New Life Church cuts last ties with Ted Haggard

The relationship between Ted Haggard the Colorado Springs mega-church he founded is over, according to a statement from New Life Church this evening.

Haggard was fired from the church in November 2006 after he admitted to “sexual immorality,” presumably the allegations made by a gay Denver escort who said Haggard paid him for sex over a three-years.

The statement notes that Haggard agreed to “a process of spiritual restoration” in January 2007, but now has asked to end his relationship with the church.

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Haggard could not be reached for comment.

“Ted Haggard’s leadership of New Life Church for many years was extraordinary and the depth of spiritual maturity that is found today in the church is in large part attributed to his leadership as the founding senior pastor,” the statement said, adding that the church’s “overseers” and “restorers” would not make further comment about Haggard’s “spiritual restoration.”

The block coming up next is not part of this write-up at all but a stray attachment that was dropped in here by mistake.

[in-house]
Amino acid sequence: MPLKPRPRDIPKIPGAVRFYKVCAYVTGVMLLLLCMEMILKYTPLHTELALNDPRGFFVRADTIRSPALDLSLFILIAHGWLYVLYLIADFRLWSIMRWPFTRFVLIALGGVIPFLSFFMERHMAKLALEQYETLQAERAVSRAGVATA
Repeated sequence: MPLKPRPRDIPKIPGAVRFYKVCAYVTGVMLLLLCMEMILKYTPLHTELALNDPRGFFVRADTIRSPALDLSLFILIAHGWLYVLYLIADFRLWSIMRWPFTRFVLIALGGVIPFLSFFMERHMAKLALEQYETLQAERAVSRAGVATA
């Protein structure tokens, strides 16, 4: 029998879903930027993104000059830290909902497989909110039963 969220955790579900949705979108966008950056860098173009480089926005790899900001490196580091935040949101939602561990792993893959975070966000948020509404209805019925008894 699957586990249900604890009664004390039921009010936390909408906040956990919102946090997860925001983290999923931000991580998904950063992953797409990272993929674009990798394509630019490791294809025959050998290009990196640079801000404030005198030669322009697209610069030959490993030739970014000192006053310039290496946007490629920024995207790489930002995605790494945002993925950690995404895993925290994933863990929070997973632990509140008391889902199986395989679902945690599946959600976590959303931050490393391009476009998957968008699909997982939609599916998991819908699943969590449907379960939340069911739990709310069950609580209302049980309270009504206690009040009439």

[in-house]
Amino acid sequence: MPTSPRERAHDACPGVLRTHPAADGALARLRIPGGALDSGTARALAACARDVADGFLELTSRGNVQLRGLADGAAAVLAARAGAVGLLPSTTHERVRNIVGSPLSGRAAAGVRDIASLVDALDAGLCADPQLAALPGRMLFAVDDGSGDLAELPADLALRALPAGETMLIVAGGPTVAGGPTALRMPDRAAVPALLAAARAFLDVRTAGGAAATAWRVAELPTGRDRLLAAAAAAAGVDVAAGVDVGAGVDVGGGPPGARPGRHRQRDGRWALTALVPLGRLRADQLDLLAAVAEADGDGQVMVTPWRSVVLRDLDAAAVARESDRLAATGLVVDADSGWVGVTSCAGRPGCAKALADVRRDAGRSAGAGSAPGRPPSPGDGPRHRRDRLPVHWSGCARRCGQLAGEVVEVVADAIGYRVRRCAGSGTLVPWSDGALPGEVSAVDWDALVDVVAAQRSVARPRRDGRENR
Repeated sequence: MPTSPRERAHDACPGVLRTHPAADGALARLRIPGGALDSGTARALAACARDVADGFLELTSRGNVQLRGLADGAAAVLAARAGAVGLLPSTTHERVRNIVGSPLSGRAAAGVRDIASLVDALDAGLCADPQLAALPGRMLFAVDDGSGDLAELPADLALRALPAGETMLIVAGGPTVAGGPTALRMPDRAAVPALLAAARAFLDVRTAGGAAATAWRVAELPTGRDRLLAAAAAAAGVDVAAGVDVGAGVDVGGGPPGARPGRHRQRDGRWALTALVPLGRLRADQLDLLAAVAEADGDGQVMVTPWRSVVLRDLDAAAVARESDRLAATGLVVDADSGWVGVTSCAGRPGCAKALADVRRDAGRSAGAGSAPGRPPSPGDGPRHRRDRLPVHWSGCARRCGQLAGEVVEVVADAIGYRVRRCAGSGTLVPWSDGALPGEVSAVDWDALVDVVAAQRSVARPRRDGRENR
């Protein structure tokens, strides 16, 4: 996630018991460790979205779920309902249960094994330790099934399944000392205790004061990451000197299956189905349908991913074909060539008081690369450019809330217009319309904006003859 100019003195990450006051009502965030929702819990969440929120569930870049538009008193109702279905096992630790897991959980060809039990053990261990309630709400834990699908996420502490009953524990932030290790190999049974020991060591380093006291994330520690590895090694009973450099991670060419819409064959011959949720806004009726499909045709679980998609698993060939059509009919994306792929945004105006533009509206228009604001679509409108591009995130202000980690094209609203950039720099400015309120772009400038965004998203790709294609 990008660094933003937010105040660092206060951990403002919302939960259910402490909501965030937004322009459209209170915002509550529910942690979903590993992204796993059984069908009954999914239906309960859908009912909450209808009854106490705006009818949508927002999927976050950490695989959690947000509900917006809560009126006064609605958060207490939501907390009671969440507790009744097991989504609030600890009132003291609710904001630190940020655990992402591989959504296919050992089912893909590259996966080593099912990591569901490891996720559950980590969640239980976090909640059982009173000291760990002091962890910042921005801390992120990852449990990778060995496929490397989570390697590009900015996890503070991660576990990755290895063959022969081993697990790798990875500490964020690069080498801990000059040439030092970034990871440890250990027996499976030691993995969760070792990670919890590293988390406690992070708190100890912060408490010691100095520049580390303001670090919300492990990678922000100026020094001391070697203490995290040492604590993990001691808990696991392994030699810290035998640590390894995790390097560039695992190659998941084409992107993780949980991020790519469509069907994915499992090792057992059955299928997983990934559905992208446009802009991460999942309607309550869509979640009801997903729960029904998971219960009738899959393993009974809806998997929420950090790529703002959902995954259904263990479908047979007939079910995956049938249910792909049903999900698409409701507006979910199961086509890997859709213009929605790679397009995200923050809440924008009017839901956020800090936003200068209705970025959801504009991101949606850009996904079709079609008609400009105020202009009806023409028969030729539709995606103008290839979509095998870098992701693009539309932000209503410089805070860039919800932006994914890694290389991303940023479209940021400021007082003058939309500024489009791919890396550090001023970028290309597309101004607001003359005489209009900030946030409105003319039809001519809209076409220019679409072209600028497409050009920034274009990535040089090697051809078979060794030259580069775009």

New Life added that Haggard has joined another mega-church, Phoenix First Assembly of God, and that its founding pastor, Tommy Barnett, is overseeing an “accountability relationship” with the disgraced Colorado pastor. Barnett could not be reached Tuesday night.

New Life has been at odds with its former pastor since he left.

In its statement Tuesday night, church officials said, “New Life recognizes the process of restoring Ted Haggard is incomplete and maintains its original stance that he should not return to vocational ministry. However, we wish him and his family only success in the future.”

In August, Haggard told a Colorado Springs television station that he would be joining the counseling staff of The Dream Center, a drug-addiction halfway house affiliated with Phoenix First Assembly. The job, however, never materialized, officials with the Phoenix church said after Haggard’s proclamation.

Haggard also irritated New Life leaders by requesting donations to support him and his family while he got a degree in counseling at the University of Phoenix. The donations were to be collected by Families with a Mission, a Monument non-profit run by Paul Huberly, a twice-convicted registered sex offender.

Source

(Listed if other than Religion News Blog, or if not shown above)
Joey Bunch, The Denver Post, Feb. 5, 2008, http://www.denverpost.com

Religion News Blog posted this on Wednesday February 6, 2008.
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